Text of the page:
The military life was still in his blood however and Fred enlisted in the Ohio National Guard where he served with the 837th Engineers from 1973 to 1983. He transferred to the Army Reserves in Toledo and served until 1990. He left the Army with the rank of Sergeant 1St Class.


Returning to the civilian work force Fred joined with “Project Transition” where he worked the same equipment as in the military but used on civilian projects. He joined Chrysler Casting running a forklift for several years. Fred was then hired as a tanker mechanic by Marathon Oil, where he worked for many years before transitioning to driving the tankers. He retired after 28 years in 2004. 


Fred met Rita Warner at the Elks Club and they were married on July 4th, 1970. They set up home in Findlay. They were married for twenty years and had three children Tisha, Rick and Scott.  Fred also has another son Barry and between the four children, he has 16 grandchildren and seven great-grandchildren. Fred and his long-time companion Jan have been together nearly twenty years.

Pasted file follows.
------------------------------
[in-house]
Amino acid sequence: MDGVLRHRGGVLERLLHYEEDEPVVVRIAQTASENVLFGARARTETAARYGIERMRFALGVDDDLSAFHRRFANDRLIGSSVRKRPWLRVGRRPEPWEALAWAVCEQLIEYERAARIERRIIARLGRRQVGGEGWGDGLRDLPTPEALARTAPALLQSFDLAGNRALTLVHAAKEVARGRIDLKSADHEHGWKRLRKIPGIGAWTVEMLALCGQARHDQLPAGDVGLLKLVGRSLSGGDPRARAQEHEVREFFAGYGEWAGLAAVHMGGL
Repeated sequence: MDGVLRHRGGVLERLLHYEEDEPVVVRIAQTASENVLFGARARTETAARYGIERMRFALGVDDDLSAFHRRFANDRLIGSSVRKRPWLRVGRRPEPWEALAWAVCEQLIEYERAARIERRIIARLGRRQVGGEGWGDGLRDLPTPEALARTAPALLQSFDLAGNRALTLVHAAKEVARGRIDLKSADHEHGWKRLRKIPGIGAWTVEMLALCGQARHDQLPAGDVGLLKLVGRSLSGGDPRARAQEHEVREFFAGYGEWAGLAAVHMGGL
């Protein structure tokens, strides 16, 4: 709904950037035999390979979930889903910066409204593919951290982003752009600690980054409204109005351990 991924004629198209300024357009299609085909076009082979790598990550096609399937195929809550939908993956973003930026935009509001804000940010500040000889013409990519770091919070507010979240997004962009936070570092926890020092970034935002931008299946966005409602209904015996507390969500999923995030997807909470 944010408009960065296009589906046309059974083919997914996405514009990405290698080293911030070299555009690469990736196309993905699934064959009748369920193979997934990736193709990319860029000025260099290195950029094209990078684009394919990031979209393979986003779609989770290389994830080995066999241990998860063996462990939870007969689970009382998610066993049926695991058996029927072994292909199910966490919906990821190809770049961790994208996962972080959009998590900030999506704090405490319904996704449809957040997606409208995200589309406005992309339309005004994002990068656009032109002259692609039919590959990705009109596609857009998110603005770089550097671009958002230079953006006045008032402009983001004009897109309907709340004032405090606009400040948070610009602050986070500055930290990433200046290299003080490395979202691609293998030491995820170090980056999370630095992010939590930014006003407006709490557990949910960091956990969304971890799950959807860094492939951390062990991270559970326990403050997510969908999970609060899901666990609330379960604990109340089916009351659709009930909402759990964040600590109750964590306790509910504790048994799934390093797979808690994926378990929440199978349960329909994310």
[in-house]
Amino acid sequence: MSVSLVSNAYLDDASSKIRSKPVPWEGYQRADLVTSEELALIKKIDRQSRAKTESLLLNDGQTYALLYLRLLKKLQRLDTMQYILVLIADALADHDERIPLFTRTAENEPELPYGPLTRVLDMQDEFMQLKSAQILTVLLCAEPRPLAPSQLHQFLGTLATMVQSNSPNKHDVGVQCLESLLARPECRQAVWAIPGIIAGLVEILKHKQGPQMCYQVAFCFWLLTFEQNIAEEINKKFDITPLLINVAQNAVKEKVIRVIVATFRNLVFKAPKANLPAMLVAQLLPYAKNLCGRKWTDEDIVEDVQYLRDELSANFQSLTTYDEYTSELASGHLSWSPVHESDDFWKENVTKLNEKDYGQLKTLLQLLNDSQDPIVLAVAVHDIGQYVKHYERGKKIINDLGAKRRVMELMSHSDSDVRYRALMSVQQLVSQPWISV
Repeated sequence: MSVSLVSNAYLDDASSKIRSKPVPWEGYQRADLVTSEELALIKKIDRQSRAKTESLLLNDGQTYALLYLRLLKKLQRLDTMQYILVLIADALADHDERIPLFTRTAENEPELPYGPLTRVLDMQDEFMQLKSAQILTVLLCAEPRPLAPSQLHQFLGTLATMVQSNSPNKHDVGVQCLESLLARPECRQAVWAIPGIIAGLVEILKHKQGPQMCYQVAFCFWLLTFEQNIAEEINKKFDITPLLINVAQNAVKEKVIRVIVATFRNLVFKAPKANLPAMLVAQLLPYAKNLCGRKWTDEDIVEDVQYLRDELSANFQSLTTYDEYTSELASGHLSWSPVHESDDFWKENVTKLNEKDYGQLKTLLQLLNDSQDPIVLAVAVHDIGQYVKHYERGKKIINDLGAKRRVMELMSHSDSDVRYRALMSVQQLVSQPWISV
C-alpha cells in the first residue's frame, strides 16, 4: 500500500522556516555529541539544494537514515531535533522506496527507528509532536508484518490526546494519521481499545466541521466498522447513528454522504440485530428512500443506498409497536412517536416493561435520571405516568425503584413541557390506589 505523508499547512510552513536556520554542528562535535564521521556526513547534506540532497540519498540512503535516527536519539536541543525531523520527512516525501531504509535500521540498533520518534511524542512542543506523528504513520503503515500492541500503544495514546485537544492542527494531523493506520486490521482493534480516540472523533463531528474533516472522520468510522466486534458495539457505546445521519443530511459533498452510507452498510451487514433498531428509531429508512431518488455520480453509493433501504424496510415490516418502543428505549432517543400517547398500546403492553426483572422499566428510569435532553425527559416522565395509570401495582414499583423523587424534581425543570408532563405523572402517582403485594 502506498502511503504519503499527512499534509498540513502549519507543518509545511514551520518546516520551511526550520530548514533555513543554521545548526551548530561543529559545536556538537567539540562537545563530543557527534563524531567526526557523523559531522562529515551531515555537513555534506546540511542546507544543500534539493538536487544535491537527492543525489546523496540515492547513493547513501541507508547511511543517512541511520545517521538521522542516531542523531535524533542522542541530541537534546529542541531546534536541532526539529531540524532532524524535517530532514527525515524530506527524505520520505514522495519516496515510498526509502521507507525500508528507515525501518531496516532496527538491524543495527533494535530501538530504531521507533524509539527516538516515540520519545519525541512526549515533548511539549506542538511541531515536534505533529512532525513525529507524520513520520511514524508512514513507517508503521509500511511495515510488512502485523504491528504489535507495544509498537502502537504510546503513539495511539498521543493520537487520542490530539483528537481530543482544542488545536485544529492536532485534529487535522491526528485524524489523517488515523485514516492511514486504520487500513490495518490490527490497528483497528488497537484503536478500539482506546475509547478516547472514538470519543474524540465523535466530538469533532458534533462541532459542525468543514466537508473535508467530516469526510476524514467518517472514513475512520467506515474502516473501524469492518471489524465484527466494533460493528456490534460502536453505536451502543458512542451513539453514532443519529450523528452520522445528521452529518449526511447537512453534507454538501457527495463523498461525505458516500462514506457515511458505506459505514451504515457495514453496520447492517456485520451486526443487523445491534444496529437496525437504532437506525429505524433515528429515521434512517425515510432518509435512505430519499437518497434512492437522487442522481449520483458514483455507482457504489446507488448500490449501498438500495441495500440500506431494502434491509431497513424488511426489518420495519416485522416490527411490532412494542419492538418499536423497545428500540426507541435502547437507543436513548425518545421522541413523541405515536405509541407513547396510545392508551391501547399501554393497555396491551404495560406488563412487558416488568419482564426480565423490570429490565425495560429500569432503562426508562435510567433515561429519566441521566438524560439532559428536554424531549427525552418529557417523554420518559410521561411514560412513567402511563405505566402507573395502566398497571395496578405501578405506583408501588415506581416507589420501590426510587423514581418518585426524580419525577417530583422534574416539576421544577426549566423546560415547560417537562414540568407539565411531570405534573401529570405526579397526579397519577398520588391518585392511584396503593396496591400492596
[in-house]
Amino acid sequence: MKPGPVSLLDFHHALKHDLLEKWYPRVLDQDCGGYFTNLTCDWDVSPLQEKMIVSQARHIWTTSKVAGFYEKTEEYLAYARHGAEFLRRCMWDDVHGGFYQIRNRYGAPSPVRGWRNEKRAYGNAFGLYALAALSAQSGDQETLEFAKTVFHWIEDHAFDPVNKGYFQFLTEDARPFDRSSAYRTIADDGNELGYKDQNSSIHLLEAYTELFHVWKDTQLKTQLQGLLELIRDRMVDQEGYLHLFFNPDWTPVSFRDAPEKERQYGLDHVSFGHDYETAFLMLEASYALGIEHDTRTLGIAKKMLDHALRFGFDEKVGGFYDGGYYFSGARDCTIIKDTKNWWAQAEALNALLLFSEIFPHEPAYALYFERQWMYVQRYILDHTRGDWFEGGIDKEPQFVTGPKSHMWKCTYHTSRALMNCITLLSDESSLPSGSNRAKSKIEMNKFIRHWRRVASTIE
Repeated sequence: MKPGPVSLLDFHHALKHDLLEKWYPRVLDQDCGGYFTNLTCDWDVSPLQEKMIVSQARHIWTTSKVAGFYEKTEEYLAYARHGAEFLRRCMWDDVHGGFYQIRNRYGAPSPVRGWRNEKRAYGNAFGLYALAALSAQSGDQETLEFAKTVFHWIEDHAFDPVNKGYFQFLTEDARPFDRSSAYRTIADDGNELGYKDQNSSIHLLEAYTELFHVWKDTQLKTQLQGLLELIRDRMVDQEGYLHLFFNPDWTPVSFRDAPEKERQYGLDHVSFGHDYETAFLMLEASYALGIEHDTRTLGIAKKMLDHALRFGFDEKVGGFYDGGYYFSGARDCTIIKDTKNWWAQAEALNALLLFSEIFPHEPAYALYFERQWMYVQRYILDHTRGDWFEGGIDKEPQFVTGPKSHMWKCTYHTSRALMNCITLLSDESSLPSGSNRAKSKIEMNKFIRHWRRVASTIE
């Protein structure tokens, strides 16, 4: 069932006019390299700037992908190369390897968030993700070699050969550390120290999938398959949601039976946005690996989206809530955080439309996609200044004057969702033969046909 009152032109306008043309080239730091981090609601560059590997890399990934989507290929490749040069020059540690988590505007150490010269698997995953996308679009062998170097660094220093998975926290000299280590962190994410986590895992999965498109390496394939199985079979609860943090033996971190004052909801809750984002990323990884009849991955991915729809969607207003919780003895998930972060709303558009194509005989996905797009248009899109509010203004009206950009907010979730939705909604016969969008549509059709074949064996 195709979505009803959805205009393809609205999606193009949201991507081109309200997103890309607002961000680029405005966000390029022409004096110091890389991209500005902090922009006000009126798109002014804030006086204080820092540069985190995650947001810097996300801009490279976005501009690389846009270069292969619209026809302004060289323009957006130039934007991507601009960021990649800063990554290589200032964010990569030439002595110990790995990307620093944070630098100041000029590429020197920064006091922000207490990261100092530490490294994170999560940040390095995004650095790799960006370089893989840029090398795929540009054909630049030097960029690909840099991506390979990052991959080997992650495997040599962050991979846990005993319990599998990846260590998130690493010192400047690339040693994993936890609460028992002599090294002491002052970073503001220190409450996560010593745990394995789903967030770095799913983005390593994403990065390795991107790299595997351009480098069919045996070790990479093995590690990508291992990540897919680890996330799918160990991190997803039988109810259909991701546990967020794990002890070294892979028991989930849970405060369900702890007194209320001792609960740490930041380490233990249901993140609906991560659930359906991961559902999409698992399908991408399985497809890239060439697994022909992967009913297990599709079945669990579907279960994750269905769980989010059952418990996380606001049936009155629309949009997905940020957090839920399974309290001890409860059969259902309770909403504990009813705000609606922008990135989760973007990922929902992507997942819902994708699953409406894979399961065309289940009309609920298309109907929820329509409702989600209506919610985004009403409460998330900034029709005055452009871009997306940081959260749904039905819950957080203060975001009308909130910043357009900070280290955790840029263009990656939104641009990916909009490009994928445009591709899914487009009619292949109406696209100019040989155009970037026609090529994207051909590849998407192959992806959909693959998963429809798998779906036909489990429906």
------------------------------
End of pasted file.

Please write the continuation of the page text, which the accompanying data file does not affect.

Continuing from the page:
(Keeping the family military legacy going, his son Rick was active Army, serving in the 82nd Airborne as a Linguistic Interpreter and later served in the Ohio National Guard. One of Fred’s granddaughters, Mahilia, currently serves as an MP in the Ohio National Guard.) 


Fred stayed active in his community, working closely with the Junior Achievement program at Marathon and being a Cubmaster for Pack 322 for ten years. He has spoken for fifteen years at local schools about his war experiences. Though not as active as he once was, he is a member of Am Vets, DAV and the VFW. He also is a steward trustee at Mason Chapel church.

image77